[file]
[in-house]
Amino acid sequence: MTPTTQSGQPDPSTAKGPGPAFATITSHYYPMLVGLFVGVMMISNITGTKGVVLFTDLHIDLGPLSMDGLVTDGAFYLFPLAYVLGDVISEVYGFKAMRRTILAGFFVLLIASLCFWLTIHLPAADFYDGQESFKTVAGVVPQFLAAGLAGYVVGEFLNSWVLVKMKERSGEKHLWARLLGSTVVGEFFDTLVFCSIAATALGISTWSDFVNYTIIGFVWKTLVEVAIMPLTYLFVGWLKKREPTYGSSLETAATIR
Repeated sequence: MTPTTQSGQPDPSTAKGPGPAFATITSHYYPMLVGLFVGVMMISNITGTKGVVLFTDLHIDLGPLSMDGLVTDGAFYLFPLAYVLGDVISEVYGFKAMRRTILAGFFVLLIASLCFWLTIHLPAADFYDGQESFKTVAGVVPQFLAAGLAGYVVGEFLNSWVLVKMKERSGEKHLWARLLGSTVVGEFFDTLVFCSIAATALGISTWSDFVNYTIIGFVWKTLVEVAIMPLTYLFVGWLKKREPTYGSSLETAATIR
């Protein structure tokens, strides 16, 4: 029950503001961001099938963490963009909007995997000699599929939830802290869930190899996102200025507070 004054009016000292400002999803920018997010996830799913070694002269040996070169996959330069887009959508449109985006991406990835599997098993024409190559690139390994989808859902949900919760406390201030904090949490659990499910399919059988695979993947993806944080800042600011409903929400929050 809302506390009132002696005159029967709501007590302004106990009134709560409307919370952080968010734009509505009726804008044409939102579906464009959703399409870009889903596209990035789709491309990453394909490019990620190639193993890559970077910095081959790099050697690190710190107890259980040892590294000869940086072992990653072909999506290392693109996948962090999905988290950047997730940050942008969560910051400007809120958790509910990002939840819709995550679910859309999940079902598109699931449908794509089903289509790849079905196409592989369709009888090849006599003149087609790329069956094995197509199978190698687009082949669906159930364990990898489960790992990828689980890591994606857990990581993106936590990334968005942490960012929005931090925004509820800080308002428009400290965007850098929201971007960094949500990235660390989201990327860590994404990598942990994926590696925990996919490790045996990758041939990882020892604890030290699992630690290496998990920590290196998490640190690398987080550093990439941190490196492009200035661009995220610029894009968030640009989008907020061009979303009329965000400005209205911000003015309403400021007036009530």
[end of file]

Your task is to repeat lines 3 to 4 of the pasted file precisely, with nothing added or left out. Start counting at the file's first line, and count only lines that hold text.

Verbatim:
Repeated sequence: MTPTTQSGQPDPSTAKGPGPAFATITSHYYPMLVGLFVGVMMISNITGTKGVVLFTDLHIDLGPLSMDGLVTDGAFYLFPLAYVLGDVISEVYGFKAMRRTILAGFFVLLIASLCFWLTIHLPAADFYDGQESFKTVAGVVPQFLAAGLAGYVVGEFLNSWVLVKMKERSGEKHLWARLLGSTVVGEFFDTLVFCSIAATALGISTWSDFVNYTIIGFVWKTLVEVAIMPLTYLFVGWLKKREPTYGSSLETAATIR
């Protein structure tokens, strides 16, 4: 029950503001961001099938963490963009909007995997000699599929939830802290869930190899996102200025507070 004054009016000292400002999803920018997010996830799913070694002269040996070169996959330069887009959508449109985006991406990835599997098993024409190559690139390994989808859902949900919760406390201030904090949490659990499910399919059988695979993947993806944080800042600011409903929400929050 809302506390009132002696005159029967709501007590302004106990009134709560409307919370952080968010734009509505009726804008044409939102579906464009959703399409870009889903596209990035789709491309990453394909490019990620190639193993890559970077910095081959790099050697690190710190107890259980040892590294000869940086072992990653072909999506290392693109996948962090999905988290950047997730940050942008969560910051400007809120958790509910990002939840819709995550679910859309999940079902598109699931449908794509089903289509790849079905196409592989369709009888090849006599003149087609790329069956094995197509199978190698687009082949669906159930364990990898489960790992990828689980890591994606857990990581993106936590990334968005942490960012929005931090925004509820800080308002428009400290965007850098929201971007960094949500990235660390989201990327860590994404990598942990994926590696925990996919490790045996990758041939990882020892604890030290699992630690290496998990920590290196998490640190690398987080550093990439941190490196492009200035661009995220610029894009968030640009989008907020061009979303009329965000400005209205911000003015309403400021007036009530």